Giving mansion its grandeur again Three decades after Bicentennial, more repairs.

Posted: August 21, 2005

If you were around Philadelphia during the nation's Bicentennial celebration, you probably remember that the city did a bit of sprucing up.

To put it mildly.

Whole museums were built, new streetscapes were conceived, and buildings were cleaned and repaired - all in the interests of the city's celebratory ambitions.

But now, 30 years later, much of that building and repairing is falling apart at once. Roofs are leaking. Joists are creaking. Frames are rotting.

Nowhere is this more painfully apparent than in the historic houses in Fairmount Park, where major repairs are under way or are in the works to shore up or effectively undo the decaying Bicentennial efforts.

At Mount Pleasant - the graceful Georgian complex overlooking the Schuylkill that is administered by the Philadelphia Museum of Art - one of the most intricate and dramatic restorations ever undertaken in the park is about half complete.

It's a project that has literally raised the roof.

"The house is completely entombed in scaffolding," said David G. deMuzio, the museum's senior conservator of furniture and woodwork, who is overseeing the project. "In the end, we'll be restoring the entire roof structure."

This project, which will cost between $1 million and $2 million, involved installing a "whole grid work of steel" to support the roof while the rotted ends of 250-year-old beams could be removed and replaced.

That complex work has been undertaken beneath a tentlike plastic temporary roof that sheaths the entire upper portion of the house. To stand on the roof of Mount Pleasant now is akin to standing within a giant white circus tent surrounded by a maze of catwalks and jungle-gym scaffolding.

When the rotted joists and other structural elements are replaced, lattice will be installed and enormous cedar shingles will be laid down.

"Getting the temporary steel in the building and shoring everything up was a tremendous effort," said deMuzio. "There was rot at the cornice that needed in-kind replacement. I had to bring in trees and have them custom sawn."

The trees - tulip poplar, like the house's originals - were cut in Lancaster County and trucked to New York for special kiln drying before being brought to Fairmount Park.

All of the work and materials comport as closely as possible with what archival research has shown to be original. But when the house was renovated for the Bicentennial, such painstaking reconstruction was not undertaken.

A solid board roof was installed at the time with shingles laid directly on top of it - a quick fix, but a recipe for rot.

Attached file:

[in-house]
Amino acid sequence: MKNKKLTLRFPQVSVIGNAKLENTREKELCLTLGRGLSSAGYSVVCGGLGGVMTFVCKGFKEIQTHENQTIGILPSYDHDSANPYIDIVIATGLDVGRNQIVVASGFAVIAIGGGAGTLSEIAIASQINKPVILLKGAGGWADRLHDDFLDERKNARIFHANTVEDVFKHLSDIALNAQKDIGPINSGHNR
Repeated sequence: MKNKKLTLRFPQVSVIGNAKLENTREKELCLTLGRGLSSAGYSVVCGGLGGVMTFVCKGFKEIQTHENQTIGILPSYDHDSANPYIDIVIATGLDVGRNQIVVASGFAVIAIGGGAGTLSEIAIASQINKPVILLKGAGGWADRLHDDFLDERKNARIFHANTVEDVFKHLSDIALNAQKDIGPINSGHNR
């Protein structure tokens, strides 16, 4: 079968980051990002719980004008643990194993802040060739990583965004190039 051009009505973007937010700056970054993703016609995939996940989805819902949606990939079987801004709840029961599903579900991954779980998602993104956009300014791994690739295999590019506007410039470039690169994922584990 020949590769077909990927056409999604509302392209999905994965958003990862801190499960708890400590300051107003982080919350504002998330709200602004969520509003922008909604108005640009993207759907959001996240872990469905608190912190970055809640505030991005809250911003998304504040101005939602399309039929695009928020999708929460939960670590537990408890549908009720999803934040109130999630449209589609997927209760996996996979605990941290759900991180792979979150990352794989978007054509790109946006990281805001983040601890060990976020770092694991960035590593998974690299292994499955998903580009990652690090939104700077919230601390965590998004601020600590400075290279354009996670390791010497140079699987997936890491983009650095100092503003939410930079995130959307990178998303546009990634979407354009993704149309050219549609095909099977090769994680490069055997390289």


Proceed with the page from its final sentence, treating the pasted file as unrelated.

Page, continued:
The new shingles - roughly 10,000 of them - will be laid atop new open lath, which should afford decades of life.

"A fair amount of what we've done is to repair what was done in 1975," said deMuzio. "They did what they did then; 30 years later we do things differently. Over time, architectural conservation has become more serious and conservative. There's more time spent fussing and doing the best we can to preserve original material."

The work at Mount Pleasant, which was constructed between 1762 and 1765 by John Macpherson, who made a fortune as a privateer, is taking place under the purview of the Art Museum and should be finished next spring. The house is located above Kelly Drive off Mount Pleasant Drive.

But coping with most of the deteriorating houses in the park falls largely on financially strapped Fairmount Park.

Despite its money difficulties, the park is slowly working its way through repairs, distributing limited capital dollars where the need is most pressing.

"We've actually been whittling away at the problems," said Stephanie Craighead, the park's deputy director for planning. New roofs, new mechanical systems, new staircases - you name it - are all being installed or are about to be installed at park houses.

Sweetbriar, built in 1797 by Samuel and Jean Breck overlooking the west bank of the Schuylkill, is getting a new roof and new heating, ventilating and air-conditioning systems. Strawberry Mansion, on the east side of the river on Strawberry Mansion Drive, will also be getting a new roof to replace the Bicentennial roof, plus new mechanical systems.

Lemon Hill, at Sedgley and Lemon Hill Drives, needs electrical systems; its operators, the Colonial Dames of America, have already performed extensive structural repairs on the 1790 house stair.

Woodford, repaired after a devastating fire two years ago, still needs new mechanical systems. And Belmont Mansion in the west park needs "everything from soup to nuts," said Craighead.

Virtually all of this work is necessitated by Bicentennial renovations reaching the end of their effective (or not so effective) existence.

Belmont alone will cost about $3.2 million, Craighead said. Other historic houses in the park will run about $1.2 million altogether.

But the park must also repair other decaying Bicentennial projects around the city. Total capital outlays for these will be about $12 million, Craighead said. In many instances, those dollars will be augmented by friends groups and tenants who raise funds on their own for specific projects.

"It's good there are some resources out there, even though the capital budget is coming under more constraints," said Mark Focht, acting park director. "But we're working through the important things."

Contact staff writer Stephan Salisbury at 215-854-5594 or

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